Autoimmune diseases are thought to arise from abnormalities in innate or adaptive immune responses and most likely have both genetic and environmental components. Diagnosis of autoimmune disease is often difficult, as the symptoms can be relatively nonspecific. Furthermore, no available blood test can accurately exclude the possibility of an autoimmune disease in a subject with such symptoms. At best, a battery of tests and evaluation by a specialist physician over a period of time are required to establish that a patient does in fact have an autoimmune disorder. Initial studies have demonstrated that measurement of gene expression in peripheral blood samples separates subjects with autoimmune disorders from healthy controls with a high degree of accuracy. In the first part of the Phase II period, these observations were extended to demonstrate that expression levels of a less than six genes measured by quantitative real-time PCR can produce similar results. The results show that separation of MS patients from normal controls can be achieved with a high degree of accuracy. Other findings indicate utility of this approach in the diagnosis of patients with rheumatoid arthritis and systemic lupus erythematosus. It is now proposed to extend and expand these results to include larger and more diverse patient groups and to evaluate longitudinal changes.
Three specific aims are proposed:
Specific Aim I. To better define optimum diagnostic tests for MS, RA, and SLE, we will determine test performance in subjects with other neurologic, other rheumatologic conditions or other chronic diseases.
Specific Aim II. We will evaluate test performance in cohorts of individuals from different geographic regions, in individuals with early or incomplete disease, in first-degree unaffected relatives of individuals with MS, RA, or SLE, and in subjects prior to and after initiation of standard therapies for each disease.
Specific Aim III. We will design test standards and perform validation studies for our tests as required for FDA approval. We anticipate that the result of these studies will be marketed tests for autoimmune diagnosis that will have a significant impact on patient care.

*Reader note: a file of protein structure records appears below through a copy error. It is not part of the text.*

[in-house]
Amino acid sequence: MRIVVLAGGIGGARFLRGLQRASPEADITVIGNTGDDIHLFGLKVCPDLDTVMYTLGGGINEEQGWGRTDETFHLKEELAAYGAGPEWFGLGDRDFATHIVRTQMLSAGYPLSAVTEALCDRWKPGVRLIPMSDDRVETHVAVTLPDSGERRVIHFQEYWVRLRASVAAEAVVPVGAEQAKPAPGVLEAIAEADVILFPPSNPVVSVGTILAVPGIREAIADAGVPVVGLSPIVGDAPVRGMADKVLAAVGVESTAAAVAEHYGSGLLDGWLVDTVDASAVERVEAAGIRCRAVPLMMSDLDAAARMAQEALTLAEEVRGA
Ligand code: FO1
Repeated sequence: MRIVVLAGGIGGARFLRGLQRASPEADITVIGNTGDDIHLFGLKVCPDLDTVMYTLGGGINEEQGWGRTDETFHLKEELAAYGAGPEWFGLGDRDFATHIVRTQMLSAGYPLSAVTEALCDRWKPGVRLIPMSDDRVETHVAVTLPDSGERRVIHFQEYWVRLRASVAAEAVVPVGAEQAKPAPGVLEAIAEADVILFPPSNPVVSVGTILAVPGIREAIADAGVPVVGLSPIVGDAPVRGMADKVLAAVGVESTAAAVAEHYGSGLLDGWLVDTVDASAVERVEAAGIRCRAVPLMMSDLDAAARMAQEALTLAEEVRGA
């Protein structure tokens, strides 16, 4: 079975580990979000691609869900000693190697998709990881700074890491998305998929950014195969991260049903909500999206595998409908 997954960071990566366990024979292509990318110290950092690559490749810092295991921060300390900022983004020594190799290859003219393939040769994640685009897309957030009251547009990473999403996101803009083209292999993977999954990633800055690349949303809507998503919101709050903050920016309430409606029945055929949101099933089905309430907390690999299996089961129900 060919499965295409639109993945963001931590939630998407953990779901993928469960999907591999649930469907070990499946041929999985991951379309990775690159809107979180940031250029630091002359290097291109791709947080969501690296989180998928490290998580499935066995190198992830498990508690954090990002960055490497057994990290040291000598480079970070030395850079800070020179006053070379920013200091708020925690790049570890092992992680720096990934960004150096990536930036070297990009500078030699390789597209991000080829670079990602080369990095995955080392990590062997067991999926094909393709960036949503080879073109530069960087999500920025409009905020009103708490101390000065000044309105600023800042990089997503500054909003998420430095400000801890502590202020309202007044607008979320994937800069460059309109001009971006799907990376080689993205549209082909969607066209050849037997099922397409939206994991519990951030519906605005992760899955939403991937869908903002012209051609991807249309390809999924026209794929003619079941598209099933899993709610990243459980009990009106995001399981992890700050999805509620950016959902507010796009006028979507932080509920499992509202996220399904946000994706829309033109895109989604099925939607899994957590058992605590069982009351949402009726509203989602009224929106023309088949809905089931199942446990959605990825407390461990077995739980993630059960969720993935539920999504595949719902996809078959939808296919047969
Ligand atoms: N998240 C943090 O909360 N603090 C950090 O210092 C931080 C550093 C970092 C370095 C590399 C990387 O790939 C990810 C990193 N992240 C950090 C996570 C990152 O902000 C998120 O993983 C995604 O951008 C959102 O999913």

Autoimmune diseases affect 5% of the population. Unlike many other chronic diseases, these maladies can afflict children and young adults, with long-term health consequences. Diagnosis in early disease stages would be facilitated by the availability of more accurate blood tests, and this is key to timely institution of definitive therapies for prevention of irreversible organ damage.
|Spurlock 3rd, Charles F; Tossberg, John T; Guo, Yan et al. (2015) Defective structural RNA processing in relapsing-remitting multiple sclerosis. Genome Biol 16:58|
|Crooke, Philip S; Tossberg, John T; Horst, Sara N et al. (2012) Using gene expression data to identify certain gastro-intestinal diseases. J Clin Bioinforma 2:20|
|Tossberg, J T; Crooke, P S; Henderson, M A et al. (2012) Gene-expression signatures: biomarkers toward diagnosing multiple sclerosis. Genes Immun 13:146-54|
|Spurlock 3rd, Charles F; Tossberg, John T; Fuchs, Howard A et al. (2012) Methotrexate increases expression of cell cycle checkpoint genes via JNK activation. Arthritis Rheum 64:1780-9|
|Spurlock 3rd, Charles F; Aune, Zachary T; Tossberg, John T et al. (2011) Increased sensitivity to apoptosis induced by methotrexate is mediated by JNK. Arthritis Rheum 63:2606-16|
|Wang, Lily; Jia, Peilin; Wolfinger, Russell D et al. (2011) An efficient hierarchical generalized linear mixed model for pathway analysis of genome-wide association studies. Bioinformatics 27:686-92|
|Grayson, B L; Wang, L; Aune, T M (2011) Peripheral blood gene expression profiles in metabolic syndrome, coronary artery disease and type 2 diabetes. Genes Immun 12:341-51|
|Grayson, Britney L; Smith, Mary Ellen; Thomas, James W et al. (2010) Genome-wide analysis of copy number variation in type 1 diabetes. PLoS One 5:e15393|
|Liu, Zheng; Maas, Kevin; Aune, Thomas M (2006) Identification of gene expression signatures in autoimmune disease without the influence of familial resemblance. Hum Mol Genet 15:501-9|